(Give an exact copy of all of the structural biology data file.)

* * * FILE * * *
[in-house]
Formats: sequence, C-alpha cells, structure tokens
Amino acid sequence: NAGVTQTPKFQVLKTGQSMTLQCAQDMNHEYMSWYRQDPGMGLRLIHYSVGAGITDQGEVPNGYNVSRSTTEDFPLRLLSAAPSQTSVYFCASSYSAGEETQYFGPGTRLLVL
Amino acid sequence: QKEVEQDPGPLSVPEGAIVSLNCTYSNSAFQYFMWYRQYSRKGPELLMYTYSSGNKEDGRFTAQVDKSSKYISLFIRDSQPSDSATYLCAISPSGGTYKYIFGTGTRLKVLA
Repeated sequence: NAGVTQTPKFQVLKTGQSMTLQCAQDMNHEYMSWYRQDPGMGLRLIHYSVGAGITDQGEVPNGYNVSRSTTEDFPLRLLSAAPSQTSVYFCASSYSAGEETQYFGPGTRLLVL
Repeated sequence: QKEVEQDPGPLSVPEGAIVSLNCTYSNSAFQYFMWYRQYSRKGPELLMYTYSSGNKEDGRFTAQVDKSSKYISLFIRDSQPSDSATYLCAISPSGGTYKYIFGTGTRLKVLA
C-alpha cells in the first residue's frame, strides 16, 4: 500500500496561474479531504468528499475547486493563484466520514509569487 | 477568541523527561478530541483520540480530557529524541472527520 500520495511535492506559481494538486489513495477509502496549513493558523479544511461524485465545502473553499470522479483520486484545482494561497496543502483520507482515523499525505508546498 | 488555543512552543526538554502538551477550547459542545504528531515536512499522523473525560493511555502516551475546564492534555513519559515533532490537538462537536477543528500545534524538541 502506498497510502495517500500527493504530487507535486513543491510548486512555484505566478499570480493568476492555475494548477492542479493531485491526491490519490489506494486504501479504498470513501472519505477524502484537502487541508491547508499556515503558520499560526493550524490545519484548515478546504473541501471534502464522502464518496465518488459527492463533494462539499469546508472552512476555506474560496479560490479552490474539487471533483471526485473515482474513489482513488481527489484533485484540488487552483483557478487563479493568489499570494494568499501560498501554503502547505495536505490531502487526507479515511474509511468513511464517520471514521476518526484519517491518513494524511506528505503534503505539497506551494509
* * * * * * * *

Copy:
[in-house]
Formats: sequence, C-alpha cells, structure tokens
Amino acid sequence: NAGVTQTPKFQVLKTGQSMTLQCAQDMNHEYMSWYRQDPGMGLRLIHYSVGAGITDQGEVPNGYNVSRSTTEDFPLRLLSAAPSQTSVYFCASSYSAGEETQYFGPGTRLLVL
Amino acid sequence: QKEVEQDPGPLSVPEGAIVSLNCTYSNSAFQYFMWYRQYSRKGPELLMYTYSSGNKEDGRFTAQVDKSSKYISLFIRDSQPSDSATYLCAISPSGGTYKYIFGTGTRLKVLA
Repeated sequence: NAGVTQTPKFQVLKTGQSMTLQCAQDMNHEYMSWYRQDPGMGLRLIHYSVGAGITDQGEVPNGYNVSRSTTEDFPLRLLSAAPSQTSVYFCASSYSAGEETQYFGPGTRLLVL
Repeated sequence: QKEVEQDPGPLSVPEGAIVSLNCTYSNSAFQYFMWYRQYSRKGPELLMYTYSSGNKEDGRFTAQVDKSSKYISLFIRDSQPSDSATYLCAISPSGGTYKYIFGTGTRLKVLA
C-alpha cells in the first residue's frame, strides 16, 4: 500500500496561474479531504468528499475547486493563484466520514509569487 | 477568541523527561478530541483520540480530557529524541472527520 500520495511535492506559481494538486489513495477509502496549513493558523479544511461524485465545502473553499470522479483520486484545482494561497496543502483520507482515523499525505508546498 | 488555543512552543526538554502538551477550547459542545504528531515536512499522523473525560493511555502516551475546564492534555513519559515533532490537538462537536477543528500545534524538541 502506498497510502495517500500527493504530487507535486513543491510548486512555484505566478499570480493568476492555475494548477492542479493531485491526491490519490489506494486504501479504498470513501472519505477524502484537502487541508491547508499556515503558520499560526493550524490545519484548515478546504473541501471534502464522502464518496465518488459527492463533494462539499469546508472552512476555506474560496479560490479552490474539487471533483471526485473515482474513489482513488481527489484533485484540488487552483483557478487563479493568489499570494494568499501560498501554503502547505495536505490531502487526507479515511474509511468513511464517520471514521476518526484519517491518513494524511506528505503534503505539497506551494509